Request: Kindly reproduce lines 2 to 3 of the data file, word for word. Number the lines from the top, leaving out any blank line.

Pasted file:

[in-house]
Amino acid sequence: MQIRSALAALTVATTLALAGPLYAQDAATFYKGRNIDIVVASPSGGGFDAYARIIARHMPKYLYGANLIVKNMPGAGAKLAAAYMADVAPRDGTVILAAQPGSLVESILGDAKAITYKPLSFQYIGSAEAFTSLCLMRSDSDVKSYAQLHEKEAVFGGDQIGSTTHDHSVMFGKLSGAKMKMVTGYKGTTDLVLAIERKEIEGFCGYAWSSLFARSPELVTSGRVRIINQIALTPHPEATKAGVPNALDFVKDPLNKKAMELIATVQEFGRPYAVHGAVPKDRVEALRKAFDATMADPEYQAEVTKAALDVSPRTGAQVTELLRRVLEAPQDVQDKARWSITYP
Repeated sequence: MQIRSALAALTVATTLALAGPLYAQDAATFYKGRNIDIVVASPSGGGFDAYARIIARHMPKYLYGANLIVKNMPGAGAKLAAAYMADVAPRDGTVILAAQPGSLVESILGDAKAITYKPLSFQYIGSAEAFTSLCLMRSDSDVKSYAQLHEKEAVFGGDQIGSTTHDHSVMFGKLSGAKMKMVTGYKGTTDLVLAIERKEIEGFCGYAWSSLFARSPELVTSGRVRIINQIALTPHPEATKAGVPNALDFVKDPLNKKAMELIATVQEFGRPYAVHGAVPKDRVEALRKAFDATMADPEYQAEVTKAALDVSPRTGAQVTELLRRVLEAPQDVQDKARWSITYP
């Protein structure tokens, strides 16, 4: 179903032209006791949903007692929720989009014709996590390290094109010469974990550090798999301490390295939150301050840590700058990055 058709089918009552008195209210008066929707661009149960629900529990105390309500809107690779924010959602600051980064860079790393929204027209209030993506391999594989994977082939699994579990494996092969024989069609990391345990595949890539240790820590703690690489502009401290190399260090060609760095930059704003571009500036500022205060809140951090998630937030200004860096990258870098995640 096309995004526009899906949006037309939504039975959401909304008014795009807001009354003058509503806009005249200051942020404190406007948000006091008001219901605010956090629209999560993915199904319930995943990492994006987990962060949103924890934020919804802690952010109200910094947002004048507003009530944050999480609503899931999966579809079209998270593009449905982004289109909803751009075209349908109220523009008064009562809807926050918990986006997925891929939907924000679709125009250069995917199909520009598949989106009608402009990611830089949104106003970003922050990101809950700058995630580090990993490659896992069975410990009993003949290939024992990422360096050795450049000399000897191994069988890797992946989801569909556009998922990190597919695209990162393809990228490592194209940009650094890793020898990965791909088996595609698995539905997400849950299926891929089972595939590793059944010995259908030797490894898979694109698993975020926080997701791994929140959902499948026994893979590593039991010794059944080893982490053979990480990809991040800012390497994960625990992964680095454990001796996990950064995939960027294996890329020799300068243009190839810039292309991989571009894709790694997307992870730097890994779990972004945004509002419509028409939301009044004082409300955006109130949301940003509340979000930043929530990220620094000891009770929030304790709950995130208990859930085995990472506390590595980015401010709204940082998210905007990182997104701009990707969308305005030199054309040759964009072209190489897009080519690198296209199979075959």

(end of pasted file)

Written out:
Amino acid sequence: MQIRSALAALTVATTLALAGPLYAQDAATFYKGRNIDIVVASPSGGGFDAYARIIARHMPKYLYGANLIVKNMPGAGAKLAAAYMADVAPRDGTVILAAQPGSLVESILGDAKAITYKPLSFQYIGSAEAFTSLCLMRSDSDVKSYAQLHEKEAVFGGDQIGSTTHDHSVMFGKLSGAKMKMVTGYKGTTDLVLAIERKEIEGFCGYAWSSLFARSPELVTSGRVRIINQIALTPHPEATKAGVPNALDFVKDPLNKKAMELIATVQEFGRPYAVHGAVPKDRVEALRKAFDATMADPEYQAEVTKAALDVSPRTGAQVTELLRRVLEAPQDVQDKARWSITYP
Repeated sequence: MQIRSALAALTVATTLALAGPLYAQDAATFYKGRNIDIVVASPSGGGFDAYARIIARHMPKYLYGANLIVKNMPGAGAKLAAAYMADVAPRDGTVILAAQPGSLVESILGDAKAITYKPLSFQYIGSAEAFTSLCLMRSDSDVKSYAQLHEKEAVFGGDQIGSTTHDHSVMFGKLSGAKMKMVTGYKGTTDLVLAIERKEIEGFCGYAWSSLFARSPELVTSGRVRIINQIALTPHPEATKAGVPNALDFVKDPLNKKAMELIATVQEFGRPYAVHGAVPKDRVEALRKAFDATMADPEYQAEVTKAALDVSPRTGAQVTELLRRVLEAPQDVQDKARWSITYP